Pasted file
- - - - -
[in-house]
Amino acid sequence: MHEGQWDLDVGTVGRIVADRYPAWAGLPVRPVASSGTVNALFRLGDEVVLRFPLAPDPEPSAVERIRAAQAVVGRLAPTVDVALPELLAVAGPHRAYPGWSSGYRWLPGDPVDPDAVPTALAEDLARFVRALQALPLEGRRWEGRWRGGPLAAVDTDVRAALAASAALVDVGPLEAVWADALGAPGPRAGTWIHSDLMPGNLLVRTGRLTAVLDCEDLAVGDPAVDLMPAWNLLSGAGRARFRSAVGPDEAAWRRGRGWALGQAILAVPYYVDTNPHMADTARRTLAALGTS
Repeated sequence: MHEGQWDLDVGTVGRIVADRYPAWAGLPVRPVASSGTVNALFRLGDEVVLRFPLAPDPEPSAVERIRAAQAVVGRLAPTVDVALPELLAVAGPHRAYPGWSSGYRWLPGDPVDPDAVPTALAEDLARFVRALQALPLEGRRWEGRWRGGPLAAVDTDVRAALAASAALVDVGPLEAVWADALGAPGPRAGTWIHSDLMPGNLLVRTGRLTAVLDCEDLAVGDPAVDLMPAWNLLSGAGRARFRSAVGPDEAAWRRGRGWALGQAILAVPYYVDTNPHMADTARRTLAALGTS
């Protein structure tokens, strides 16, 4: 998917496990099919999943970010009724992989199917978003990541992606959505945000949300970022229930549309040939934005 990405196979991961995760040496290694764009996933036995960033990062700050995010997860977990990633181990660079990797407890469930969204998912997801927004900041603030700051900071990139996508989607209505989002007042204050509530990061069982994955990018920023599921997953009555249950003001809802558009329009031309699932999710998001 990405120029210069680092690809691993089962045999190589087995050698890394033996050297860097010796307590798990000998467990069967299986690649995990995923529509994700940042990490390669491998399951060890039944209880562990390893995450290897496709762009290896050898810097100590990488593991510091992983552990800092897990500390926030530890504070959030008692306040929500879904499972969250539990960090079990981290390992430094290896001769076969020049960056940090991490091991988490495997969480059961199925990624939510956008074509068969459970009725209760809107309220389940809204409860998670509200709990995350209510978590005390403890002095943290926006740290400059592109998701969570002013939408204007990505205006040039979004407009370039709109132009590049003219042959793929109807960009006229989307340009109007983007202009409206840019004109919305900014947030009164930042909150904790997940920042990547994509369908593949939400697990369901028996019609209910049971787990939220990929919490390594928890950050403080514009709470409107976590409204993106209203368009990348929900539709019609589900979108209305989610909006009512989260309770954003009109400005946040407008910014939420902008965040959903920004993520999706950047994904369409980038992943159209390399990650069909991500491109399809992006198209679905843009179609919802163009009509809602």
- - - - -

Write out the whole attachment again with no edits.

[in-house]
Amino acid sequence: MHEGQWDLDVGTVGRIVADRYPAWAGLPVRPVASSGTVNALFRLGDEVVLRFPLAPDPEPSAVERIRAAQAVVGRLAPTVDVALPELLAVAGPHRAYPGWSSGYRWLPGDPVDPDAVPTALAEDLARFVRALQALPLEGRRWEGRWRGGPLAAVDTDVRAALAASAALVDVGPLEAVWADALGAPGPRAGTWIHSDLMPGNLLVRTGRLTAVLDCEDLAVGDPAVDLMPAWNLLSGAGRARFRSAVGPDEAAWRRGRGWALGQAILAVPYYVDTNPHMADTARRTLAALGTS
Repeated sequence: MHEGQWDLDVGTVGRIVADRYPAWAGLPVRPVASSGTVNALFRLGDEVVLRFPLAPDPEPSAVERIRAAQAVVGRLAPTVDVALPELLAVAGPHRAYPGWSSGYRWLPGDPVDPDAVPTALAEDLARFVRALQALPLEGRRWEGRWRGGPLAAVDTDVRAALAASAALVDVGPLEAVWADALGAPGPRAGTWIHSDLMPGNLLVRTGRLTAVLDCEDLAVGDPAVDLMPAWNLLSGAGRARFRSAVGPDEAAWRRGRGWALGQAILAVPYYVDTNPHMADTARRTLAALGTS
């Protein structure tokens, strides 16, 4: 998917496990099919999943970010009724992989199917978003990541992606959505945000949300970022229930549309040939934005 990405196979991961995760040496290694764009996933036995960033990062700050995010997860977990990633181990660079990797407890469930969204998912997801927004900041603030700051900071990139996508989607209505989002007042204050509530990061069982994955990018920023599921997953009555249950003001809802558009329009031309699932999710998001 990405120029210069680092690809691993089962045999190589087995050698890394033996050297860097010796307590798990000998467990069967299986690649995990995923529509994700940042990490390669491998399951060890039944209880562990390893995450290897496709762009290896050898810097100590990488593991510091992983552990800092897990500390926030530890504070959030008692306040929500879904499972969250539990960090079990981290390992430094290896001769076969020049960056940090991490091991988490495997969480059961199925990624939510956008074509068969459970009725209760809107309220389940809204409860998670509200709990995350209510978590005390403890002095943290926006740290400059592109998701969570002013939408204007990505205006040039979004407009370039709109132009590049003219042959793929109807960009006229989307340009109007983007202009409206840019004109919305900014947030009164930042909150904790997940920042990547994509369908593949939400697990369901028996019609209910049971787990939220990929919490390594928890950050403080514009709470409107976590409204993106209203368009990348929900539709019609589900979108209305989610909006009512989260309770954003009109400005946040407008910014939420902008965040959903920004993520999706950047994904369409980038992943159209390399990650069909991500491109399809992006198209679905843009179609919802163009009509809602």